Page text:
Time value of money calculations involve Present value (what a cash flow would be worth to you today) and Future value (what a cash flow will be worth in the future). In example 5.1, Present value is $500 and Future value is $ (if the yearly compounding rate is 5%). The linkage between present value and future value is: Future Value = Present Value x (1+Interest Rate per period)Number of periods For annual compounding (compounding once a year), Future Value = Present Value x (1+Annual Interest Rate)Number of years If nothing is said, assume annual compounding. FIN3000, Liuren Wu

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Example: Example 5.1: The future value of $500 in 2 years with annual compounding interest rate of 5% can be computed directly from the formula: FV2=PV(1+i)2 = 500(1+0.05)2=500(1.05)2= Continue example 5.1 where you deposit $500 in savings account earning 5% annual interest. Show the amount of interest earned for the first five years and the value of your savings at the end of five years. You can do the calculation year by year or use the formula for future value: FVn= PV(1+i)n FIN3000, Liuren Wu

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**Year by year compounding**

PV or Beginning Value Interest Earned (5%) FV or Ending Value 1 $500.00 $500*.05 = $25 $525 2 $525.00 $525*.05 = $26.25 $551.25 3 $551.25*.05 =$27.56 $578.81 4 $578.81*.05=$28.94 $607.75 5 $607.75*.05=$30.39 $638.14 FIN3000, Liuren Wu

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**Use the Future Value Equation**

We will obtain the same answer using the future value equation: FV = PV(1+i)n = 500(1.05)5 = $638.14 So the balance in savings account at the end of 5 years will equal $ The total interest earned on the original principal amount of $500 will equal $ (i.e. $ $500.00). FIN3000, Liuren Wu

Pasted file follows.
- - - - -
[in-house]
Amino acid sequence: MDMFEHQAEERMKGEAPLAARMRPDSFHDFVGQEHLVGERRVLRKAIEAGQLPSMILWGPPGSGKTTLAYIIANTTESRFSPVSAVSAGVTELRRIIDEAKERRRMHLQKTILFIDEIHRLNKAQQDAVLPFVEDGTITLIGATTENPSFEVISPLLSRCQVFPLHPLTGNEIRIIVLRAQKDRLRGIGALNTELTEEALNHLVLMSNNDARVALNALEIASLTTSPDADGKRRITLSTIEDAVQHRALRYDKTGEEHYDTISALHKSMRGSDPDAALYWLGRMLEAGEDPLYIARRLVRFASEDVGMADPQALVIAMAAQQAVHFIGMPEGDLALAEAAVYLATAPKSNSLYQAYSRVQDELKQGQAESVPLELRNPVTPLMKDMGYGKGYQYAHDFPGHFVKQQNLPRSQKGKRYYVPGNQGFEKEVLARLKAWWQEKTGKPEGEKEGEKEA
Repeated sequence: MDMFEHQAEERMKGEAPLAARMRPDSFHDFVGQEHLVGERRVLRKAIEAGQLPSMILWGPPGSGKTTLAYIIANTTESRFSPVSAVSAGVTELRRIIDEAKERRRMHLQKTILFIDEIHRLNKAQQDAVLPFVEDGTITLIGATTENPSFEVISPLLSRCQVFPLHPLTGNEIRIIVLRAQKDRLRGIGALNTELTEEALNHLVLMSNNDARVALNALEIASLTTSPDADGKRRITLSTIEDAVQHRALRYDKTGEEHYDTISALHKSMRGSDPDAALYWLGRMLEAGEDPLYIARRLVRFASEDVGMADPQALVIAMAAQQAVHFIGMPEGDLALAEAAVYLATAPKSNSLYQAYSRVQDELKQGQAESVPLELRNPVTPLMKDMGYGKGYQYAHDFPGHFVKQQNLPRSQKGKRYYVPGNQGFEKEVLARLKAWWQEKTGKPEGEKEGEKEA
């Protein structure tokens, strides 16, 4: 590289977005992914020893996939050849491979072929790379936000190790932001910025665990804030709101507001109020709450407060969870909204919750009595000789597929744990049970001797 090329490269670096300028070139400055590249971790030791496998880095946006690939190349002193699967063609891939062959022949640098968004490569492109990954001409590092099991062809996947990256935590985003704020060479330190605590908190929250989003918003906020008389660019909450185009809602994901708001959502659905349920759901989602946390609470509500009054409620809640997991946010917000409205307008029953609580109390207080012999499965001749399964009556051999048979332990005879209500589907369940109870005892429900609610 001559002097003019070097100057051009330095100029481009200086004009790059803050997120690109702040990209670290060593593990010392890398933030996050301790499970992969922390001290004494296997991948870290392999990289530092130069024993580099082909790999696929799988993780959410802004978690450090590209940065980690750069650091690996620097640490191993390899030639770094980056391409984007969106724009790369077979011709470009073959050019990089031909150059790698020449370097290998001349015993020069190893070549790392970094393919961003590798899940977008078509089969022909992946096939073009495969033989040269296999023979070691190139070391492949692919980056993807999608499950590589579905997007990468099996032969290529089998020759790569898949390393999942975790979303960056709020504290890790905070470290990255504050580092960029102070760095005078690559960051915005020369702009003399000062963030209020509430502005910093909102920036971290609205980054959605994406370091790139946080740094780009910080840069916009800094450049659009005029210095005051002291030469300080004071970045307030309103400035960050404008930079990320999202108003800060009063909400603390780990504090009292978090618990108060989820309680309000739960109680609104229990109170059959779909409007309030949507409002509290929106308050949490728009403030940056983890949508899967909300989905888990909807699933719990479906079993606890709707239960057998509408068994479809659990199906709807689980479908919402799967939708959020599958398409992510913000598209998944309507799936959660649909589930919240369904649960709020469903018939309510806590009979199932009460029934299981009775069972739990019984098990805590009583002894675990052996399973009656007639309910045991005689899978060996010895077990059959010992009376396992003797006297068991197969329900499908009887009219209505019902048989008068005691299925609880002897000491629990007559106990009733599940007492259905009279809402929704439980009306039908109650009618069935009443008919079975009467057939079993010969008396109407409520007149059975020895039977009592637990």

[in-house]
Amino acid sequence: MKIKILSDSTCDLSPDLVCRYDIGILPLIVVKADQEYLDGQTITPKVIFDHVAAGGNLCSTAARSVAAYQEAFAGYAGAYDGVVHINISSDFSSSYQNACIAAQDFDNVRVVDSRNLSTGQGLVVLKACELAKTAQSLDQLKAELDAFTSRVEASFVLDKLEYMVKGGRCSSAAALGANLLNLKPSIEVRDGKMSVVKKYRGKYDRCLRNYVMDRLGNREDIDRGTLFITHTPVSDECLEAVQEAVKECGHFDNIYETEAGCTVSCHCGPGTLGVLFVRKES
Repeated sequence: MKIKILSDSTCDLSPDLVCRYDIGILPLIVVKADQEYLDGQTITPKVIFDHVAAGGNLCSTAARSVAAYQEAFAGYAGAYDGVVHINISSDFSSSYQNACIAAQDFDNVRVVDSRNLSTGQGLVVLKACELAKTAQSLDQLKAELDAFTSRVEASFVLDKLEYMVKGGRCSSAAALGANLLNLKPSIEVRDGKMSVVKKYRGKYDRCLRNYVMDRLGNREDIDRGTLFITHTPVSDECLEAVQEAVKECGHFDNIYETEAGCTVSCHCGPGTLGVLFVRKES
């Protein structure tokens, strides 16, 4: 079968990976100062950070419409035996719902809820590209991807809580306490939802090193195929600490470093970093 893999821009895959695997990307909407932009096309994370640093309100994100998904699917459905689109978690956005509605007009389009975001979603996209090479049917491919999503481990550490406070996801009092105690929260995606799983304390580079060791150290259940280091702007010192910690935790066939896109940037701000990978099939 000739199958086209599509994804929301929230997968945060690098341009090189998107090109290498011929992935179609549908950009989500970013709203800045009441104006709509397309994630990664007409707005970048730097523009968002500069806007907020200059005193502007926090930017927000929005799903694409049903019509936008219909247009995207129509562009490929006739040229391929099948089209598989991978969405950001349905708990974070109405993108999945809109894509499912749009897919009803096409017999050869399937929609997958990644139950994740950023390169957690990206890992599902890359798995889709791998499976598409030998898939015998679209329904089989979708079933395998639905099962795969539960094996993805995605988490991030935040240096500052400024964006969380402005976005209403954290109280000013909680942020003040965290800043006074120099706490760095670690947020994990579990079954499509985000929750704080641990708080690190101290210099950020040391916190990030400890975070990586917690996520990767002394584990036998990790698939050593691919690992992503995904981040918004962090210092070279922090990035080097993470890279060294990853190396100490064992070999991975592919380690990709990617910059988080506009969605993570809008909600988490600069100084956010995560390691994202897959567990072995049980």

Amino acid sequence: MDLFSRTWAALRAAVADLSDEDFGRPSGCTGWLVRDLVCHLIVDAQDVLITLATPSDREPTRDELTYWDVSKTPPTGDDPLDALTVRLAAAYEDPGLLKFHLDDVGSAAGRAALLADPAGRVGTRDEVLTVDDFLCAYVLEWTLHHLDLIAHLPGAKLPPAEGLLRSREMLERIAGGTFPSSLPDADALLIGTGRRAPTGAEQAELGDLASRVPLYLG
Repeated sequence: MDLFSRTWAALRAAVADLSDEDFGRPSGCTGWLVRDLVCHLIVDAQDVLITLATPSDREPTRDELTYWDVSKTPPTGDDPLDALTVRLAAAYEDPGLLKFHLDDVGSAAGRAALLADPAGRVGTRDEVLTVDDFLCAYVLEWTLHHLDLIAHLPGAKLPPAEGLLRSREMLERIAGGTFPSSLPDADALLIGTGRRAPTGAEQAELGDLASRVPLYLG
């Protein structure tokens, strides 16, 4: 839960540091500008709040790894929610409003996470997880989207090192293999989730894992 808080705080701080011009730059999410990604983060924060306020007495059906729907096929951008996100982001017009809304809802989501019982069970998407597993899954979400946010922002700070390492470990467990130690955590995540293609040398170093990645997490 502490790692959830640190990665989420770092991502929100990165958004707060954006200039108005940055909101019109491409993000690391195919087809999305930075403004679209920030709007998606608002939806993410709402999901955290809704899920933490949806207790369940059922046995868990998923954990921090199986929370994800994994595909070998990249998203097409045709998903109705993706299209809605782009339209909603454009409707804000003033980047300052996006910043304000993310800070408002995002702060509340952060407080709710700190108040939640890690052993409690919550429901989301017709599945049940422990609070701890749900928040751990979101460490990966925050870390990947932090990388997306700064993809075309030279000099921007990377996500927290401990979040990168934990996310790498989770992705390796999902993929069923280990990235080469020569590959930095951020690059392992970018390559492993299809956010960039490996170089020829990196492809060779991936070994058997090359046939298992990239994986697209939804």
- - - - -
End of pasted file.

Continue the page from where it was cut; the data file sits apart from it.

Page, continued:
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Power of Time Figure 5.1 Future Value and Compound Interest Illustrated Future value of original investment increases with time, unless interest rate is zero. FIN3000, Liuren Wu

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Power of Interest Rate Figure 5.1 Future Value and Compound Interest Illustrated An increase in interest rate leads to an increase in future value. FIN3000, Liuren Wu

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Checkpoint 5.2 Calculating the Future Value of a Cash Flow You are put in charge of managing your firm’s working capital. Your firm has $100,000 in extra cash on hand and decides to put it in a savings account paying 7% interest compounded annually. How much will you have in your account in 10 years? FIN3000, Liuren Wu

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**Checkpoint 5.2 Draw the time line**

It is a simple future value problem. Use the future value equation: FV10=PV(1+i)10=100000(1.07)10=196,715 Check for yourself: What’s future value in 20 years? What if the annual return (interest rate) on the cash is 12%? 386,968; 964,629. FIN3000, Liuren Wu

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**FV Applications in Other Areas**

Example 5.2 A DVD rental firm is currently renting 8,000 DVDs per year. How many DVDs will the firm be renting in 10 years if the demand for DVD rentals is expected to increase by 7% per year? Example 5.3 Your annual tuition at a State University is currently $20,000. If the tuition increases by 6% annually, what will be the annual cost of attending the State University in 25 years? FIN3000, Liuren Wu

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**FV Applications in Other Areas**

Answers: Example 5.2: FV = 8000(1.07)10 = $15,737.21 Example5.3: FV =$20,000 (1.06)25= $85, per year FIN3000, Liuren Wu

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**Compound Interest with Shorter (Other) Compounding Periods**

Banks frequently offer savings account that compound interest every day, month, or quarter. More frequent compounding will generate higher interest income for the savers if the annual interest rate is the same. Example 5.4 You invest $500 for seven years to earn an annual interest rate of 8%, and the investment is compounded semi- annually. What will be the future value of this investment? Use the more general formula: FV=PV(1+rate per period)Number of periods Rate per half year period is 8%/2=4%. Number of half-year periods in 7 years is 7x2=14 half years. FV=500x(1+0.04)14=865.84 FIN3000, Liuren Wu